The task was thus very similar to that used by Nicolle and co-workers , but optimized for delivering to large community samples. We relied on the experimental design but also in the control experiments performed by Garvert and co-workers  to guard against explicit instrumental explanations as well as against simple forms of priming accounting for the change (See SI of ). For example we made it very clear to the participants that they would be paid according to the preferences they expressed about themselves only; and that there was no “right or wrong answer” regarding what they chose for themselves. Indeed we were “interested in their own preferences”. The task was coded in MATLAB 2012a running on 12' screen laptops with the Cogent graphics toolbox (see Acknowledgments).
We first consider how to model choice variability along with modal preference, as this will play a key role in understanding preference shift. If we faced a participant with just a single delayed option and found that they chose it, say, 60% of the time, we would not be able to tell if this was because of a relatively high variability parameter (T) or because of relatively weak modal preference (K). However over many trials we used a range of triads of R0 and RD and D to disambiguate the two parameters. In Eq 2 for example this is possible as K only affects the components of the delayed choice whereas T affects both (see also supporting information S1 Text and S1 Data).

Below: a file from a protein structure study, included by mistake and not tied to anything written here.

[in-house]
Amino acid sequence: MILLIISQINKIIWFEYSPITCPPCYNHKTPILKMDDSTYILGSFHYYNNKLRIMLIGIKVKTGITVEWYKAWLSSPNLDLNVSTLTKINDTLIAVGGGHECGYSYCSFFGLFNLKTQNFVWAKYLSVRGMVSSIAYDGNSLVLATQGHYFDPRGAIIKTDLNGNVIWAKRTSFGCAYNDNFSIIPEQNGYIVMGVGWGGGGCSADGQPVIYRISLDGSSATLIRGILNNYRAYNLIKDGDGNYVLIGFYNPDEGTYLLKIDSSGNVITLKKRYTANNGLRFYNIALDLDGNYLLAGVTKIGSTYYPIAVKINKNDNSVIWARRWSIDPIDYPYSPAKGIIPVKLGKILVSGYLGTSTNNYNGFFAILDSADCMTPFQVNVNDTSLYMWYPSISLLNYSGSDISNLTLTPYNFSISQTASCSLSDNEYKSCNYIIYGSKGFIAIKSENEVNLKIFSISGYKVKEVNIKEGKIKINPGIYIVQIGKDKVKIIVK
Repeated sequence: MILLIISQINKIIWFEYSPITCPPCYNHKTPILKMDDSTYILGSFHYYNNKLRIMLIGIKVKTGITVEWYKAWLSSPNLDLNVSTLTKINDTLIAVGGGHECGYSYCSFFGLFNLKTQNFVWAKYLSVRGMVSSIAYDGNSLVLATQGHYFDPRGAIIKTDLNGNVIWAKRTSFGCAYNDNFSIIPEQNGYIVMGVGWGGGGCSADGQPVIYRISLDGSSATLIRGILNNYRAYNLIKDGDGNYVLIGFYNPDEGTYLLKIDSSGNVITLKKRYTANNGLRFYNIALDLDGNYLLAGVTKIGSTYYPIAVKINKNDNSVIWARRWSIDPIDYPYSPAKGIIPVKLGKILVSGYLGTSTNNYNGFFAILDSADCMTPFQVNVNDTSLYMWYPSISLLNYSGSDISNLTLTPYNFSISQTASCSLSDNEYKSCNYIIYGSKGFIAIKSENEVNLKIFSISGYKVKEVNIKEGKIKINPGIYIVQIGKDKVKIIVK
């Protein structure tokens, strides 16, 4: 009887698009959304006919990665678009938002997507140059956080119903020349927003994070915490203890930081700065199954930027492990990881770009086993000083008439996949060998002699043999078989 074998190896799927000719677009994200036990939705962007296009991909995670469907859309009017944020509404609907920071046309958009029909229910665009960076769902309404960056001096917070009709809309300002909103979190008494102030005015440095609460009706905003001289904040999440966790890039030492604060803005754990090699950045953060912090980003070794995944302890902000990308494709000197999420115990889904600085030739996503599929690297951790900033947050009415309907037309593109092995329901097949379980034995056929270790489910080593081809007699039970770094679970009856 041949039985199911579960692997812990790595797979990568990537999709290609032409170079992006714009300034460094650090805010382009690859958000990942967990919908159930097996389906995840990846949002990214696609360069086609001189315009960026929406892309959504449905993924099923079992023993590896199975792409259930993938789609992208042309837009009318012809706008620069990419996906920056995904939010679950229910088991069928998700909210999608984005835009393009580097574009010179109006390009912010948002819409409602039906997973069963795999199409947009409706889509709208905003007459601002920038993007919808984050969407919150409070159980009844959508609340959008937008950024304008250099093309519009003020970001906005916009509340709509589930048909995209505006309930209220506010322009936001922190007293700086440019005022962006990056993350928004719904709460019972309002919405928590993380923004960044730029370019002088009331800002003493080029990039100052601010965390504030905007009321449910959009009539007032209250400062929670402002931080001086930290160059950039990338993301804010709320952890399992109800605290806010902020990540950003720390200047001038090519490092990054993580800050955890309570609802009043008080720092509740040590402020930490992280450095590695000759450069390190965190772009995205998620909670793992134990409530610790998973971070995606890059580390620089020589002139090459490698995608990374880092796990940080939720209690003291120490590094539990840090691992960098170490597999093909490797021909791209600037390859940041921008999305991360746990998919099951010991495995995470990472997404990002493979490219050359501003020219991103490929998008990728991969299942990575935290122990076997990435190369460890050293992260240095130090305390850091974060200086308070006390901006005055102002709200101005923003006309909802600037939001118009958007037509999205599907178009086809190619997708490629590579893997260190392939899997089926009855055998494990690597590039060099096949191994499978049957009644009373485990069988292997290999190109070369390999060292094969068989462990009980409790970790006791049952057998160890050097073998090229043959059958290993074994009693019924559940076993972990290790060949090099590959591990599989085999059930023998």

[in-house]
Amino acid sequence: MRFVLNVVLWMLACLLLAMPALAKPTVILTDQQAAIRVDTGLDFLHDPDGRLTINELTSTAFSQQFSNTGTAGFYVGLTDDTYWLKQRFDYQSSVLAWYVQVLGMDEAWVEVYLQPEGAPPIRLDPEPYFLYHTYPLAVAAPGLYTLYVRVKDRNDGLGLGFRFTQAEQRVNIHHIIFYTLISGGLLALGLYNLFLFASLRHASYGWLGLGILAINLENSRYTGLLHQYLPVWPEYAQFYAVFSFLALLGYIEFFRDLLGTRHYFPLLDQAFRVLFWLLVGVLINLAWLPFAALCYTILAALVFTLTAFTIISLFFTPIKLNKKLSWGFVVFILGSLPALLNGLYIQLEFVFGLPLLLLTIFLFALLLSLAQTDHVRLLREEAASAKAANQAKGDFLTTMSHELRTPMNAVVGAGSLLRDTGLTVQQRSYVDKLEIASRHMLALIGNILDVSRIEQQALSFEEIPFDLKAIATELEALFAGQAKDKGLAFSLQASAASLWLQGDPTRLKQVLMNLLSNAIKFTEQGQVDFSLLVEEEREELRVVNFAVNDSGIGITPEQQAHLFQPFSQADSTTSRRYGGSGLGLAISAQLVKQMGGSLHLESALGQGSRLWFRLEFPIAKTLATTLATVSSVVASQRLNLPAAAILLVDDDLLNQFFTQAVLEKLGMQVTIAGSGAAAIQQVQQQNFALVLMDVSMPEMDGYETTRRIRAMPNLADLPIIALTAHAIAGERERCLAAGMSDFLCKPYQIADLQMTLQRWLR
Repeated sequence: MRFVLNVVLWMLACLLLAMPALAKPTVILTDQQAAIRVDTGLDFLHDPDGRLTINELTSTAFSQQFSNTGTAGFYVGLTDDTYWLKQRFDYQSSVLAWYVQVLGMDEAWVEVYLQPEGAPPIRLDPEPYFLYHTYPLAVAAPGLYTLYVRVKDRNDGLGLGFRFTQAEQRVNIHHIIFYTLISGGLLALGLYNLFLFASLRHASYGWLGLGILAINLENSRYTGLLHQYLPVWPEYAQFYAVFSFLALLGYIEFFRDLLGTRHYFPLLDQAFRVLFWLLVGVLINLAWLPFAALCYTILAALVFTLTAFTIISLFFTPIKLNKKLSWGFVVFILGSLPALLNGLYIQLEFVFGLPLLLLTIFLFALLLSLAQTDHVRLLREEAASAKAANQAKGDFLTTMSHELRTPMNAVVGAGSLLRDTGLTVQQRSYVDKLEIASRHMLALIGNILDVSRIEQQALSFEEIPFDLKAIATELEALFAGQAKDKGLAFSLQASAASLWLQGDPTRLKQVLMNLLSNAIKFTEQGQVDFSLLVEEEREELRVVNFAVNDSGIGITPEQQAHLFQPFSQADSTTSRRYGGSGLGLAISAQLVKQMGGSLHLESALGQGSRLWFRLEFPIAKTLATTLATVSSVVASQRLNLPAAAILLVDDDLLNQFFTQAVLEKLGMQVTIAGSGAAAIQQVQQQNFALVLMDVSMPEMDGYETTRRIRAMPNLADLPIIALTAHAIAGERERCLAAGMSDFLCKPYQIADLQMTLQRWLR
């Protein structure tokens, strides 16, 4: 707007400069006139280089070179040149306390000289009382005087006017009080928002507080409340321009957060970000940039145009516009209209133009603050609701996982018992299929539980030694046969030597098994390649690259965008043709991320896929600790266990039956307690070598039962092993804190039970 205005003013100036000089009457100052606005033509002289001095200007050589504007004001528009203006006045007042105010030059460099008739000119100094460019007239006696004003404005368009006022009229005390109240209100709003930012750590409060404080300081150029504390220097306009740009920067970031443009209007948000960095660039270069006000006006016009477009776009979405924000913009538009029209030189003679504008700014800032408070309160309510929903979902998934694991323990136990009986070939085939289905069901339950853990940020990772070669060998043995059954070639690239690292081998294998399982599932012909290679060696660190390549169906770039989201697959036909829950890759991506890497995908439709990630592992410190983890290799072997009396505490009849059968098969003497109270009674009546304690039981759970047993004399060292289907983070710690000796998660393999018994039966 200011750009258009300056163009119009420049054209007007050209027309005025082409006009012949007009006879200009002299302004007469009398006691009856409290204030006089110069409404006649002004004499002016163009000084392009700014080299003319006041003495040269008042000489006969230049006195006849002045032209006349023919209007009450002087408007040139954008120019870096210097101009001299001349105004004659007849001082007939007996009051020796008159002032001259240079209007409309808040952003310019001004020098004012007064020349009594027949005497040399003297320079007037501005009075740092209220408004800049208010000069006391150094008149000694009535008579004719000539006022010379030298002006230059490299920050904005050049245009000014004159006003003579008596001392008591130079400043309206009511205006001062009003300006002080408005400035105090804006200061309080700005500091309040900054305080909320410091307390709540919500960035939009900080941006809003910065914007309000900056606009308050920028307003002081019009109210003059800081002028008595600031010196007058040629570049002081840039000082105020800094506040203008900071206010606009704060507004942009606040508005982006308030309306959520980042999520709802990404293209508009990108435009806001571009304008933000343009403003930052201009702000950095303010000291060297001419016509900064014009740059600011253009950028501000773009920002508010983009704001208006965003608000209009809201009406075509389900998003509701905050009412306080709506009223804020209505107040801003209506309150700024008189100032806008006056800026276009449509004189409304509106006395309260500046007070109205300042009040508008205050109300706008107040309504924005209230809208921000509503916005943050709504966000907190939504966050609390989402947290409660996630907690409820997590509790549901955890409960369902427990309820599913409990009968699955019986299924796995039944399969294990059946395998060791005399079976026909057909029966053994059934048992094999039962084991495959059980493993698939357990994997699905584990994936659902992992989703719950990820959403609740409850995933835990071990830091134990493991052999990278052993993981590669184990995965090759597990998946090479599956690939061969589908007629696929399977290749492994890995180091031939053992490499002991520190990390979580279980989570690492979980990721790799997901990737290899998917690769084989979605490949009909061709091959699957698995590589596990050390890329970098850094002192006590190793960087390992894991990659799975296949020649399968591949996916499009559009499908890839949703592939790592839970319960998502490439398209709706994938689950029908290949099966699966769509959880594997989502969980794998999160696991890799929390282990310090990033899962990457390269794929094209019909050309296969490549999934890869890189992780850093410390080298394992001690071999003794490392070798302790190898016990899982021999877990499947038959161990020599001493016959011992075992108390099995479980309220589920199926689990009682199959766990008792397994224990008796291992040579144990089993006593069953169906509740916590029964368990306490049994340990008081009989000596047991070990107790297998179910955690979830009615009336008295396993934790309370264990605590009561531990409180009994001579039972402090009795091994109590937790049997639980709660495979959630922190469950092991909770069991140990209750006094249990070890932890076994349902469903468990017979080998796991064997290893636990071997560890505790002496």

Preference-temperature (KT) model.
We first fitted the model of Eq 2, this time with T being a free parameter, to phase 1 of the experiment. We refer to this as the KT model. The maximum-a-posteriori (MAP with flat priors) fit for k, T according to this are called kb,Tb
Preference-uncertainty (KU) model.
A recently popular way of parameterizing variability is to consider subjects as sampling a value of k from a distribution, with choices being made according to a deterministic version of Eq 2, i.e. T → 0. It is natural to consider a normal distribution for k (i.e., a log-normal distribution for K): (3)